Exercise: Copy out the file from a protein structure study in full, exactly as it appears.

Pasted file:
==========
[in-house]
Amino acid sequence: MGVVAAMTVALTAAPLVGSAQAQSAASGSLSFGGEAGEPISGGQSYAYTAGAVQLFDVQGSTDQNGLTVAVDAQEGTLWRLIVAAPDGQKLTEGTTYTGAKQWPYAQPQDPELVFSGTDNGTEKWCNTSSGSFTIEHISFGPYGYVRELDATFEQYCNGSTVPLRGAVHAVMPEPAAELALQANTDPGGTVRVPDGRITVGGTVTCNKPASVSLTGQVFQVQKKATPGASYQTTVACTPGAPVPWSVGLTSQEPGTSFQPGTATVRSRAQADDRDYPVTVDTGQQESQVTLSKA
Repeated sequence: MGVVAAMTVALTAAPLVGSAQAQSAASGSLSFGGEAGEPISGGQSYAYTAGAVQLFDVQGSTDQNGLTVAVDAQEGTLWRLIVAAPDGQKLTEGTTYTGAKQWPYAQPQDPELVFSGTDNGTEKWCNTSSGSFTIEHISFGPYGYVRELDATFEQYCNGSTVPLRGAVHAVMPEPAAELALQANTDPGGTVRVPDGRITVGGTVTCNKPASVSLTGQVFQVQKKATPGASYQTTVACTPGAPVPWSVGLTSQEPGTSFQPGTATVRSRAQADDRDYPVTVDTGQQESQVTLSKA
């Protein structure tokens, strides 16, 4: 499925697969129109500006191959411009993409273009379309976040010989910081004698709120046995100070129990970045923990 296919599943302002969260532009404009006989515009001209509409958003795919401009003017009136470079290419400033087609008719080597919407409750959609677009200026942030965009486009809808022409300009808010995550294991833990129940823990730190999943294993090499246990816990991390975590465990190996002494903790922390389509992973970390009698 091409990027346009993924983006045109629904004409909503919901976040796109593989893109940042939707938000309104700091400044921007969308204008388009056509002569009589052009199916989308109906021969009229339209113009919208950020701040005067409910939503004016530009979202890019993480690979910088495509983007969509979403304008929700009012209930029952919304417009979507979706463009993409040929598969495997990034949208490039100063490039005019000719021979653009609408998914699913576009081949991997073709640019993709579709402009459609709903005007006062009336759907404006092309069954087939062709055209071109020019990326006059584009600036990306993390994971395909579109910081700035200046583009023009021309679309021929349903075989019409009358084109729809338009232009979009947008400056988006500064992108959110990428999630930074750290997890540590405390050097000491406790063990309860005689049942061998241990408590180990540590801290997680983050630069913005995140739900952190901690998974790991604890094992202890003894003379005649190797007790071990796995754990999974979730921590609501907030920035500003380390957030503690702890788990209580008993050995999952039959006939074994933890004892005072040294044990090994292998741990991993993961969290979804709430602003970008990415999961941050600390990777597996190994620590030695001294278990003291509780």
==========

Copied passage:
[in-house]
Amino acid sequence: MGVVAAMTVALTAAPLVGSAQAQSAASGSLSFGGEAGEPISGGQSYAYTAGAVQLFDVQGSTDQNGLTVAVDAQEGTLWRLIVAAPDGQKLTEGTTYTGAKQWPYAQPQDPELVFSGTDNGTEKWCNTSSGSFTIEHISFGPYGYVRELDATFEQYCNGSTVPLRGAVHAVMPEPAAELALQANTDPGGTVRVPDGRITVGGTVTCNKPASVSLTGQVFQVQKKATPGASYQTTVACTPGAPVPWSVGLTSQEPGTSFQPGTATVRSRAQADDRDYPVTVDTGQQESQVTLSKA
Repeated sequence: MGVVAAMTVALTAAPLVGSAQAQSAASGSLSFGGEAGEPISGGQSYAYTAGAVQLFDVQGSTDQNGLTVAVDAQEGTLWRLIVAAPDGQKLTEGTTYTGAKQWPYAQPQDPELVFSGTDNGTEKWCNTSSGSFTIEHISFGPYGYVRELDATFEQYCNGSTVPLRGAVHAVMPEPAAELALQANTDPGGTVRVPDGRITVGGTVTCNKPASVSLTGQVFQVQKKATPGASYQTTVACTPGAPVPWSVGLTSQEPGTSFQPGTATVRSRAQADDRDYPVTVDTGQQESQVTLSKA
């Protein structure tokens, strides 16, 4: 499925697969129109500006191959411009993409273009379309976040010989910081004698709120046995100070129990970045923990 296919599943302002969260532009404009006989515009001209509409958003795919401009003017009136470079290419400033087609008719080597919407409750959609677009200026942030965009486009809808022409300009808010995550294991833990129940823990730190999943294993090499246990816990991390975590465990190996002494903790922390389509992973970390009698 091409990027346009993924983006045109629904004409909503919901976040796109593989893109940042939707938000309104700091400044921007969308204008388009056509002569009589052009199916989308109906021969009229339209113009919208950020701040005067409910939503004016530009979202890019993480690979910088495509983007969509979403304008929700009012209930029952919304417009979507979706463009993409040929598969495997990034949208490039100063490039005019000719021979653009609408998914699913576009081949991997073709640019993709579709402009459609709903005007006062009336759907404006092309069954087939062709055209071109020019990326006059584009600036990306993390994971395909579109910081700035200046583009023009021309679309021929349903075989019409009358084109729809338009232009979009947008400056988006500064992108959110990428999630930074750290997890540590405390050097000491406790063990309860005689049942061998241990408590180990540590801290997680983050630069913005995140739900952190901690998974790991604890094992202890003894003379005649190797007790071990796995754990999974979730921590609501907030920035500003380390957030503690702890788990209580008993050995999952039959006939074994933890004892005072040294044990090994292998741990991993993961969290979804709430602003970008990415999961941050600390990777597996190994620590030695001294278990003291509780």